Current international human resource management research has a strong focus on how organizations can improve employees' commitment to the organization. The benefits of a high level of organizational commitment have been widely researched and have supported the notion that strong commitment relates positively to a variety of desirable outcomes, including job satisfaction and performance, and to a decline in employees' motive to leave the organization. Training has been identified as an important HR intervention to contribute to one's organizational performance. The purpose of this study was to explore the relationship between training and organizational commitment in Korea. The respondents from this study were employees from a large Korean company, and a total of 269 employees participated in this research. Descriptive statistics and correlational and multiple regression analyses were used to answer the research questions. The findings showed that there was a positive relationship between the perceived benefits' of training, as measured by personal, career, and job related benefits, and both affective and normative organizational commitment. Among demographic factors, gender and perceived access to training were positively related to organizational commitment. However, there was no support for a relationship between perceived supervisor's support and organizational commitment. Only recognition for use of what employees learned from training showed a positive relationship with normative commitment. The results of this study clarified the relationship between training and organizational commitment in one Korean context. Theoretically, the results support the notion that cultural and economic changes in Korea have been reflected in the relationship between training and organizational commitment. A clear relationship between training and organizational commitment could help HRD practitioners to promote and communicate the benefits of training for those employees who expect benefits from their participation in training. In addition, HRD practitioners could develop more strategic approaches to link the outcomes of training to both individual and organizational benefits.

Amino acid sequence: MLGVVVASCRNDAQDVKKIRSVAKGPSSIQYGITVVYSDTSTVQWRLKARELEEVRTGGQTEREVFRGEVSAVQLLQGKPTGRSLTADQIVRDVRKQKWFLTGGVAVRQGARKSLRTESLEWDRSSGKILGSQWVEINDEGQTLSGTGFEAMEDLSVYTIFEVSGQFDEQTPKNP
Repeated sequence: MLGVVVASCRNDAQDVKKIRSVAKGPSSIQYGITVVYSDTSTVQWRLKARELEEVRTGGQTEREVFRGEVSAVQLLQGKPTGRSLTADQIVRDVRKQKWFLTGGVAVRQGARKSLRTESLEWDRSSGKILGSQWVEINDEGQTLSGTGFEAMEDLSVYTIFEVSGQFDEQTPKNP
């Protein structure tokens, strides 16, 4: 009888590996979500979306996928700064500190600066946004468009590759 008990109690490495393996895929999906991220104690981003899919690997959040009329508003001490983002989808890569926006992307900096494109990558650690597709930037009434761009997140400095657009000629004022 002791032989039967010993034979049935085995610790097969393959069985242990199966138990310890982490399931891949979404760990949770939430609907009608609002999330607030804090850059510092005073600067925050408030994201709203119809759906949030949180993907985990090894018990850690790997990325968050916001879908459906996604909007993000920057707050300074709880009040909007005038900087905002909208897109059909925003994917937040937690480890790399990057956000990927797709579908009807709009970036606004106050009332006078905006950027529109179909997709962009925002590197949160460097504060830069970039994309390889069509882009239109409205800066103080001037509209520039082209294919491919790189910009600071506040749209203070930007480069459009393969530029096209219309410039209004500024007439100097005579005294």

University of Minnesota Ph.D. dissertation. December 2013. Major: Organizational Leadership, Policy, and Development. Advisor: Gary McLean. 1 computer file (PDF); ix, 123 pages, appendices A-D.
The relationship of training and organizational commitment in One Korean organization.
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